With the success that the Thundering Herd entered the contest with and the high expectations ahead of Leftwich’s Heisman campaign, Marshall entered the 2002 matchup ranked No. 22/No.19 in the two major FBS polls, while Appalachian State came into the contest ranked No. 2 in both major FCS polls.
The Mountaineers, who entered the season as the favorites to claim the Southern Conference title, could only one offensive touchdown in the contest, which came on the Mountaineers’ opening drive of the contest, as Joey Hoover gave the Mountaineers the early lead, 7-0, on a 2-yard scoring plunge.
Though Appalachian State was playing without its starting quarterback, Joe Burchette, due to a back injury, true freshman quarterback Richie Williams had trouble leading the Mountaineers on sustained drives, but showed flashes of what he would become as the signal-caller of the future for the Mountaineers.
But if Marshall’s Leftwich didn’t have a big enough day throwing the football, his favorite target in the passing attack was Josh Davis, as the Biletnikoff Award candidate overcame two early fumbles and a dropped pass to finish the night with one of the greatest individual performances by a opposing wide receiver against the App State defense, as he hauled in 11 catches for a career-high 264 yards, which included a 76-yard scamper in the third quarter, which helped the Herd finally break away from Appalachian late in the third quarter and take control of the football game.
Aside from Hoover’s 2-yard scamper, the only other touchdown scored by Appalachian State the entire evening came on an 87-yard punt return for a score by DaVon Fowlkes.
Other Memorable Meetings Worthy of Note:
1995: No. 2 Appalachian State 10, No. 3 Marshall 3 (Oct. 21, 1995)
HUNTINGTON, WVa–This was one of those battles that will be forever etched in the minds of fans on both sides, as well as Southern Conference football fans in general, as No. 2 Appalachian State got a late
The game amounted to a heavyweight fight between two of the top teams in FCS football, and as many expected, both defenses wouldn’t give an inch in a game that wouldn’t be decided until a crucial Marshall turnover late in the contest on a fumble by All-America running back and Walter Payton Award candidate Chris Parker.
I can vividly remember watching this football game with my one of my two best friend’s, Matt Davis, as well as my grandfather, William Erskine Kirksey, who is largely responsible for me loving sports like I do to this day.
The 1995 football season in the Southern Conference had a huge impact on my life. I know that sounds kind of cheesy, but it was the season I fell in love with every aspect of my alma mater, Appalachian State and its football program, while still holding on to my love of all things Furman.
The truth of it is, I realized I had no problem loving both rival schools during this season, and mutually hating Marshall and Georgia Southern with all my Furman and App friends lol. I wasn’t smart enough or rich enough to get into Furman, which I didn’t have a problem with. I wanted to go to Appalachian because it was new, and the Mountaineers were in the SoCon and they were damn good in football.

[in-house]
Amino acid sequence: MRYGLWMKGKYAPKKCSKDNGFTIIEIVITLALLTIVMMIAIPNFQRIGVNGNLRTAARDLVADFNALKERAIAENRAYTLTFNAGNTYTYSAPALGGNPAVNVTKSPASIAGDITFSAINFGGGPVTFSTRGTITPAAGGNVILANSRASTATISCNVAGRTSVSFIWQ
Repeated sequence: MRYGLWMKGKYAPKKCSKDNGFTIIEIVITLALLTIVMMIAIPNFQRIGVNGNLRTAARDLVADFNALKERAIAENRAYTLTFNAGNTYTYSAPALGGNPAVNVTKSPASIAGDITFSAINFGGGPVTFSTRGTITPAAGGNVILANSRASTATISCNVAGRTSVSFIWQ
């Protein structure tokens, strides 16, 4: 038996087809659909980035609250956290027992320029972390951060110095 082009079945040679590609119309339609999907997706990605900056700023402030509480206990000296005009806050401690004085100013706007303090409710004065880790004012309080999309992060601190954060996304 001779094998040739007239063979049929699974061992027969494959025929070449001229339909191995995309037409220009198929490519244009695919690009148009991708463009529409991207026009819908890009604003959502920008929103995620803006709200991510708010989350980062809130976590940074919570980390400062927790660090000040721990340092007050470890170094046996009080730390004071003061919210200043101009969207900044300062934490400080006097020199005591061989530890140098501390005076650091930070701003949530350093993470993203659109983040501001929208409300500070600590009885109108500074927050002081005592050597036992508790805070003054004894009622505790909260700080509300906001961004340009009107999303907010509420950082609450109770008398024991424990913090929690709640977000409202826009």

Furman, which was also a damn tradition rich, proud football program, was the school I call my hometown school. It was home. I loved my home and the people associated with it. It’s much easier to love both now with both being at different levels. I will say the people at App State and the people at Furman couldn’t treat me any better, and I am so appreciative of them playing such big roles in shaping me as a human being.
But back to 1995. Back then, I had to tell my friends like Matt about FCS football. Of course he knew Furman was good, and he started to learn along with me about the other schools in the league back then, naturally hating Marshall and any team that couldn’t throw the ball at least 30 yards down the field at some point during the game. That usually included half the league, and when Wofford was added, he had another team to despise haha.
So that night, Matt, my grandfather, who we call “Big E” and I came home from the Furman vs. East Tennessee State game and the Braves, who both my grandparents watched when Dale Murphy played for them and they suffered through those 1987-89 campaigns, were in the playoffs that year, as well as there was a night race–potentially the second Bristol Race but not sure–and we also awaited the big one, which was Marshall and App State set to come on SportSouth at 7 p.m. for the SoCon Game of the Week.
Thinking back on that game, which featured some truly great players on both sides of the football for both teams, I fell in love with the underdog Mountaineers that night. That was a night that, even though the Mountaineers had not lost and were one of the main contenders for the Southern Conference and national titles along with Marshall, you always got the feeling that you were fighting up hill in a game in Huntington, WVa. Quite honestly, I have that same feeling and nervousness about today’s game even though the Mountaineers are ranked and are a slight favorite at “The Joan.”
The game was a flat-out slobber-knocker and one of the most physical FCS/Division I-AA games I have ever witnessed. Guys like Matt Stevens, Dexter Coakley, Joe DiBernardo and Chuck Payne absolutely brought the lumber on defense.